On the holiday that cannabis users and activists look forward to every year, 4/20, Canada’s Health Minister announced that legislation for legal cannabis would be introduced by spring of 2017. While those in the cannabis community are looking forward to this finally happening, prominent members of law enforcement, two police chiefs to be specific, are voicing their concerns.

Windsor Police Chief Al Frederick foresees an issue with impaired driving as detecting drivers who have used cannabis is still a new experience for most of law enforcement. “I think we’re resolved to the fact that changes are coming. We will of course enforce whatever laws are there at the time, but again we need tools to keep people safe and that’s really our primary objective,”the Chief said.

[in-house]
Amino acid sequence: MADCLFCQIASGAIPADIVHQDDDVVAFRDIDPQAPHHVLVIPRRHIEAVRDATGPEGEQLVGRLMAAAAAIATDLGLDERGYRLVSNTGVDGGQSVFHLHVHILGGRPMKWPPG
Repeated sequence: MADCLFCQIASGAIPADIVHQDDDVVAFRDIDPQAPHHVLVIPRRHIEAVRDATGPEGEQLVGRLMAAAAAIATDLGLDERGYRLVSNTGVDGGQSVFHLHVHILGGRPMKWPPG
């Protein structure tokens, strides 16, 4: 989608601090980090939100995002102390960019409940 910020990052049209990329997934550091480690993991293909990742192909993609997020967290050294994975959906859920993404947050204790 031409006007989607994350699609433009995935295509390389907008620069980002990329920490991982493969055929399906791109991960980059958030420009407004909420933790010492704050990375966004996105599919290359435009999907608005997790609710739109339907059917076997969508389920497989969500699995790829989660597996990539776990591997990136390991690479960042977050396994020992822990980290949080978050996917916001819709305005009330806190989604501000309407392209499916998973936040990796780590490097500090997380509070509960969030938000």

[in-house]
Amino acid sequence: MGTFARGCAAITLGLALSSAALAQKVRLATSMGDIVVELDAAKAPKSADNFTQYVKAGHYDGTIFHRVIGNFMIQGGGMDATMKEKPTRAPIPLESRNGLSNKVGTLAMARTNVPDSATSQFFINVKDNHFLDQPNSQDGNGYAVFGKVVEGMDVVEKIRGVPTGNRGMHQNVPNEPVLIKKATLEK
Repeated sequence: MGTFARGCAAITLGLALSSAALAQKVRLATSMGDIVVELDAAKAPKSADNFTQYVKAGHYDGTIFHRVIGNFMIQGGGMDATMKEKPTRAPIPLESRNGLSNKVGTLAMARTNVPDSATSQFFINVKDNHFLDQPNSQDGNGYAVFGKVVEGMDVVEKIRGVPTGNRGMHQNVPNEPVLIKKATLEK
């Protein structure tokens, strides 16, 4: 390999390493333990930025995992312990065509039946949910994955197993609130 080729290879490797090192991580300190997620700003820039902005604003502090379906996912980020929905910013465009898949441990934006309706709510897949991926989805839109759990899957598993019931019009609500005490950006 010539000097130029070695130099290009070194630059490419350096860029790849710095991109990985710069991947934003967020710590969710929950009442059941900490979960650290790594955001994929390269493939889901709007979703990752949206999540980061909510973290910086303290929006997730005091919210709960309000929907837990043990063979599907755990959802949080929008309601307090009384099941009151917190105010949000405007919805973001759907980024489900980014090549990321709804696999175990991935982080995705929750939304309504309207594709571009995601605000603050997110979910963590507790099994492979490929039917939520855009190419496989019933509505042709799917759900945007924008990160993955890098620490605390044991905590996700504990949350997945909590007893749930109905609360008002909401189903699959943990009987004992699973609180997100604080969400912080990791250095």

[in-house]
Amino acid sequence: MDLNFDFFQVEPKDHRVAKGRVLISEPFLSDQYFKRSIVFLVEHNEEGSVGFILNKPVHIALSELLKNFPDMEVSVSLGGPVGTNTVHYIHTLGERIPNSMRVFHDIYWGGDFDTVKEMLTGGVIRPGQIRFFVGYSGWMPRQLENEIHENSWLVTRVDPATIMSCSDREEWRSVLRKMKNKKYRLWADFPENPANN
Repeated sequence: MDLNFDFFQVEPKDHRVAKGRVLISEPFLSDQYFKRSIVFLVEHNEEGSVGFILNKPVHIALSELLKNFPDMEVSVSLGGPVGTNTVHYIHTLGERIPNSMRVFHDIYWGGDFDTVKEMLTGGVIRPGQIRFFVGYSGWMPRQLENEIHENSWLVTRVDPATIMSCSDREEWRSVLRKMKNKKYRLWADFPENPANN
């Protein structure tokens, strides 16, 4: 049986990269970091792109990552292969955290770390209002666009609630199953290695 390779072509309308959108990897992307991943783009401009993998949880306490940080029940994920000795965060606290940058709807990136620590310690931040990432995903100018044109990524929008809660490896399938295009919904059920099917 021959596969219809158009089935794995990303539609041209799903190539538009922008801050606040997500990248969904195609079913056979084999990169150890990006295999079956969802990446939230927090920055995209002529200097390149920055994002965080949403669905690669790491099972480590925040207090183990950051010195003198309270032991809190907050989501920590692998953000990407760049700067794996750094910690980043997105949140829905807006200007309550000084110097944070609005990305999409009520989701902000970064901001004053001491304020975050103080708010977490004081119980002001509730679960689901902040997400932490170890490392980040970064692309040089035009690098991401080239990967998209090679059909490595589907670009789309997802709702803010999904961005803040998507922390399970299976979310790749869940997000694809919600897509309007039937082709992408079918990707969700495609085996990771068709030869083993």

Police Chief of Brandon, Ian Grant, noted some specific issues of impaired driving after cannabis legalization happens. “For example, in alcohol we know there’s a set amount that you can have in your bloodstream before there’s charges that would be laid against you. But there’s no set amount as to the amount of marijuana that can be in your system, and having said that, if you establish that, how do you test that? There’s a lot of complexity around that issue,”Grant said.

Companies are aggressively developing portable breathalyzers for law enforcement to use. No specific details have been released by the federal government on how the impaired driving issue will be handled.